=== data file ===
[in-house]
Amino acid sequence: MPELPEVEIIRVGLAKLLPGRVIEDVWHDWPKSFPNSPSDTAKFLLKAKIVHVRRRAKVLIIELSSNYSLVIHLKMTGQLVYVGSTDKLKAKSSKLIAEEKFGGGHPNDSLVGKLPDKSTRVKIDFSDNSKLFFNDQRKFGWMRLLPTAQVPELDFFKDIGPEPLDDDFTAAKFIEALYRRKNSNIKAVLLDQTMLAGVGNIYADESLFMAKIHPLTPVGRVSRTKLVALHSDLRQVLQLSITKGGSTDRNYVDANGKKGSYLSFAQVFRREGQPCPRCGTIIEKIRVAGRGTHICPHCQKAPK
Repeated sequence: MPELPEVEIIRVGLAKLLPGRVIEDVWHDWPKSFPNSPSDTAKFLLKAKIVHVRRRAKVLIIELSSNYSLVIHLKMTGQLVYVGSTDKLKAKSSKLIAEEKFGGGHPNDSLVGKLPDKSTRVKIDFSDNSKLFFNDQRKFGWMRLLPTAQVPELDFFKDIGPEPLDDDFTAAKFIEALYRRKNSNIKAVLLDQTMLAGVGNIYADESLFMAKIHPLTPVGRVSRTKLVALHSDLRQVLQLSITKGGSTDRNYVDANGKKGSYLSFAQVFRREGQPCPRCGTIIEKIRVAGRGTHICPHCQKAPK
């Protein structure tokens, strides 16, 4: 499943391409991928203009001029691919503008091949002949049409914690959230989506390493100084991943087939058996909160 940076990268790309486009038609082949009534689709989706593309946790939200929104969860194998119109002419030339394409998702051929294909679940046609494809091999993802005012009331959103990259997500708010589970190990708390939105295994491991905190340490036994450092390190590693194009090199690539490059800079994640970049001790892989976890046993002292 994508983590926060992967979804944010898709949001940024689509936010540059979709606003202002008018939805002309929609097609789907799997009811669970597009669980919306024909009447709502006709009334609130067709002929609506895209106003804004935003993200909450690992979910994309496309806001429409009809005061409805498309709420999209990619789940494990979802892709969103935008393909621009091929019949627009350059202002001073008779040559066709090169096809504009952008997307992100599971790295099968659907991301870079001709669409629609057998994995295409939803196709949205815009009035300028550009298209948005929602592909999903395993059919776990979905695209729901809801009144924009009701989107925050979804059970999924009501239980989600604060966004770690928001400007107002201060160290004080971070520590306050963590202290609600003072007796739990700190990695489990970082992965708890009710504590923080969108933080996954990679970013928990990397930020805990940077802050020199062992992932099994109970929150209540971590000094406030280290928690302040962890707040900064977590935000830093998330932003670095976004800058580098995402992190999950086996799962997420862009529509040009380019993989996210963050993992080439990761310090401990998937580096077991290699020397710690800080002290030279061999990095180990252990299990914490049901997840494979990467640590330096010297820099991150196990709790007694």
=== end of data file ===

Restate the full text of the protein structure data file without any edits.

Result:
[in-house]
Amino acid sequence: MPELPEVEIIRVGLAKLLPGRVIEDVWHDWPKSFPNSPSDTAKFLLKAKIVHVRRRAKVLIIELSSNYSLVIHLKMTGQLVYVGSTDKLKAKSSKLIAEEKFGGGHPNDSLVGKLPDKSTRVKIDFSDNSKLFFNDQRKFGWMRLLPTAQVPELDFFKDIGPEPLDDDFTAAKFIEALYRRKNSNIKAVLLDQTMLAGVGNIYADESLFMAKIHPLTPVGRVSRTKLVALHSDLRQVLQLSITKGGSTDRNYVDANGKKGSYLSFAQVFRREGQPCPRCGTIIEKIRVAGRGTHICPHCQKAPK
Repeated sequence: MPELPEVEIIRVGLAKLLPGRVIEDVWHDWPKSFPNSPSDTAKFLLKAKIVHVRRRAKVLIIELSSNYSLVIHLKMTGQLVYVGSTDKLKAKSSKLIAEEKFGGGHPNDSLVGKLPDKSTRVKIDFSDNSKLFFNDQRKFGWMRLLPTAQVPELDFFKDIGPEPLDDDFTAAKFIEALYRRKNSNIKAVLLDQTMLAGVGNIYADESLFMAKIHPLTPVGRVSRTKLVALHSDLRQVLQLSITKGGSTDRNYVDANGKKGSYLSFAQVFRREGQPCPRCGTIIEKIRVAGRGTHICPHCQKAPK
């Protein structure tokens, strides 16, 4: 499943391409991928203009001029691919503008091949002949049409914690959230989506390493100084991943087939058996909160 940076990268790309486009038609082949009534689709989706593309946790939200929104969860194998119109002419030339394409998702051929294909679940046609494809091999993802005012009331959103990259997500708010589970190990708390939105295994491991905190340490036994450092390190590693194009090199690539490059800079994640970049001790892989976890046993002292 994508983590926060992967979804944010898709949001940024689509936010540059979709606003202002008018939805002309929609097609789907799997009811669970597009669980919306024909009447709502006709009334609130067709002929609506895209106003804004935003993200909450690992979910994309496309806001429409009809005061409805498309709420999209990619789940494990979802892709969103935008393909621009091929019949627009350059202002001073008779040559066709090169096809504009952008997307992100599971790295099968659907991301870079001709669409629609057998994995295409939803196709949205815009009035300028550009298209948005929602592909999903395993059919776990979905695209729901809801009144924009009701989107925050979804059970999924009501239980989600604060966004770690928001400007107002201060160290004080971070520590306050963590202290609600003072007796739990700190990695489990970082992965708890009710504590923080969108933080996954990679970013928990990397930020805990940077802050020199062992992932099994109970929150209540971590000094406030280290928690302040962890707040900064977590935000830093998330932003670095976004800058580098995402992190999950086996799962997420862009529509040009380019993989996210963050993992080439990761310090401990998937580096077991290699020397710690800080002290030279061999990095180990252990299990914490049901997840494979990467640590330096010297820099991150196990709790007694």